Sunday, January 14, 2018 1:00 am
Chinese micro lender halts its fundraising
After selling billions of dollars of debt backed by consumer loans last year, Chinese billionaire Jack Ma's Ant Financial is pausing such fundraising as the government steps up curbs on micro lending.
The company hasn't sold any asset-backed securities since early December, according to data compiled by Bloomberg and China Securitization Analytics. That marks an abrupt shift after it issued a record 238 billion yuan ($37 billion) in 2017 of such securities backed by consumer loans.
People familiar with the matter said last week that regulators have stopped approving sales of ABS backed by loans that aren't specifically for shopping. Authorities also announced on Dec. 1 they were requiring micro lenders to consolidate ABS into their balance sheets.
“Without the new rules, Ant Financial's consumer loans would balloon with no limit because it can move most loans off its balance sheet by packaging them into ABS,” said Shanghai-based Yang Junmin, an analyst at internet finance research firm Shanghai Yingxun Technology. “Now they would be very cautious about selling new ABS. Ant Financial's new consumer loans may have an obvious slowdown this year.”
Speaking to Bloomberg News on the sidelines of an event in Beijing with French President Emmanuel Macron on Tuesday, Jack Ma said that the government is paying strict attention to the risk of financing, especially internet financing. “There are so many companies that claim they are internet financing companies so they might have some rules and laws to clean all the stuff,” Ma said. “But I don't see anything that's bad for us yet honestly.”
China's regulators are targeting the estimated 1 trillion yuan online cash micro-lending industry that has drawn criticism for sometimes high interest rates and underhand lending practices. An extended fundraising halt could limit the ability of Ant Financial – which is controlled by Alibaba Group Holding's founder Ma – to lend to consumers buying things from iPhones to hairdryers on China's burgeoning online shopping platforms.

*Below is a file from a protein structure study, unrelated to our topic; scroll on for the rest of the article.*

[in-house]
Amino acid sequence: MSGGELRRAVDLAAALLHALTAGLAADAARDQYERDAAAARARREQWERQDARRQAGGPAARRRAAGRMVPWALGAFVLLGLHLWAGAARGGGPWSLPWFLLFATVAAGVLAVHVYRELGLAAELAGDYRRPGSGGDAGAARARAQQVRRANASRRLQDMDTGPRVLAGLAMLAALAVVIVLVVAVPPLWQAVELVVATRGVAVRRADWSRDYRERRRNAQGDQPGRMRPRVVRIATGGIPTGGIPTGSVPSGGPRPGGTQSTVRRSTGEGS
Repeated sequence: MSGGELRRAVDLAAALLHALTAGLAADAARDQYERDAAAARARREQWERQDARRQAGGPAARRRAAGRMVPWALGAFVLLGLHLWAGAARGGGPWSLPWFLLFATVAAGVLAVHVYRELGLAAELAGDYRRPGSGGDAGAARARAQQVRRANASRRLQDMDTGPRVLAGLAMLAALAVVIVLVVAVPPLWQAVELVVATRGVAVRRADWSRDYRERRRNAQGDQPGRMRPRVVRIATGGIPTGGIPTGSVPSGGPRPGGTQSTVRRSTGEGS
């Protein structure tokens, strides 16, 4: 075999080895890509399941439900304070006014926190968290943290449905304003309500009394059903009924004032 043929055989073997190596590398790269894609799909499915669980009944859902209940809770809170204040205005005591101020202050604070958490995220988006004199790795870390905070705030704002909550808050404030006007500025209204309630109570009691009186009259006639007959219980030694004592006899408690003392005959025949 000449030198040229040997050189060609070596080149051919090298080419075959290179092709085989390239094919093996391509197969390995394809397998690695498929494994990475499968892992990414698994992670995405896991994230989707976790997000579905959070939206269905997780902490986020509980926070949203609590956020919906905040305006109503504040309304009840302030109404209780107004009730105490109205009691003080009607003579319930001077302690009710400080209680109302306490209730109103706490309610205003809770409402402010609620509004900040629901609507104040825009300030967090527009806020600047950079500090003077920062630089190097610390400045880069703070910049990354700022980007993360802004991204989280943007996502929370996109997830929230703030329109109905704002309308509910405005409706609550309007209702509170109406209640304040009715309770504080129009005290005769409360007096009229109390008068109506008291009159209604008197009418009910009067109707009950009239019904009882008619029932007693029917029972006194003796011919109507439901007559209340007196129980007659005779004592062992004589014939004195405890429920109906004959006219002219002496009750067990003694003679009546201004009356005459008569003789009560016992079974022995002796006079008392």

The securitized products have provided capital that can be lent out by Ant and the financing units of other internet giants that can't take deposits, raising red flags for some analysts who said there needs to be more transparency about how the ABS are created.
Ant Financial said in an emailed statement that the company had stopped issuing ABS recently as interest rates in the interbank market had gone up significantly, and didn't respond to questions concerning any regulatory changes.
Alibaba Group's bonds due in 2037 dropped 0.4 cent, the most in a week, to a three-week low, according to prices compiled by Bloomberg.
Some consumer loans allow borrowers to forgo specifying what the funds will be used for. The National Association of Financial Market Institutional Investors and the Shanghai and Shenzhen Stock Exchange have halted approval of ABS backed by such loans, the people familiar said, asking not to be identified because the details are private.
The people said they didn't know when the sales would be revived.
NAFMII declined to immediately comment. Shenzhen Exchange asked for emailed questions when reached by phone, and there was no immediate reply to the emailed queries. Calls to Shanghai Exchange went unanswered, and there was also no immediate reply to emailed and faxed questions.